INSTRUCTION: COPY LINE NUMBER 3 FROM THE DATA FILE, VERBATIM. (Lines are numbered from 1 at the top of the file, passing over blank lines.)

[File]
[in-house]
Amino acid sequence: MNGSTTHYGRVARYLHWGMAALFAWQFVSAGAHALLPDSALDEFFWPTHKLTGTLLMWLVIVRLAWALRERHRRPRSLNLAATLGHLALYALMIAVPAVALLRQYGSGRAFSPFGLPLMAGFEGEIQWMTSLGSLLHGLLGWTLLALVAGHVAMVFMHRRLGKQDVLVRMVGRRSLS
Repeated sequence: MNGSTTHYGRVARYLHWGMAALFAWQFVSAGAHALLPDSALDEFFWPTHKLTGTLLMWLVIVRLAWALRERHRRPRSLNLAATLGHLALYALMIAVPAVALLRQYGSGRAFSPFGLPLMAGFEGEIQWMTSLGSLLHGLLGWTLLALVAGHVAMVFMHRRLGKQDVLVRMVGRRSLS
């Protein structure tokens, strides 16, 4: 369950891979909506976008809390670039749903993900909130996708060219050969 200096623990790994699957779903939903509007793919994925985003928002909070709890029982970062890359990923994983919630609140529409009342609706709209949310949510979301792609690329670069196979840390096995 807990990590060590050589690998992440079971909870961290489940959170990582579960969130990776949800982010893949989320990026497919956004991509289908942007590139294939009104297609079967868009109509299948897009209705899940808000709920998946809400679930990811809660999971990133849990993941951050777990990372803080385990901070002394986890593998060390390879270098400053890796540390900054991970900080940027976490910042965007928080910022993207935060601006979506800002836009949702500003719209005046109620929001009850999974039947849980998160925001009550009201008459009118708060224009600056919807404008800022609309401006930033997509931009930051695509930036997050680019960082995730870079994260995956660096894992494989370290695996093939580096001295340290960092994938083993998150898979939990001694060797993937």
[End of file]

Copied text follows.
Repeated sequence: MNGSTTHYGRVARYLHWGMAALFAWQFVSAGAHALLPDSALDEFFWPTHKLTGTLLMWLVIVRLAWALRERHRRPRSLNLAATLGHLALYALMIAVPAVALLRQYGSGRAFSPFGLPLMAGFEGEIQWMTSLGSLLHGLLGWTLLALVAGHVAMVFMHRRLGKQDVLVRMVGRRSLS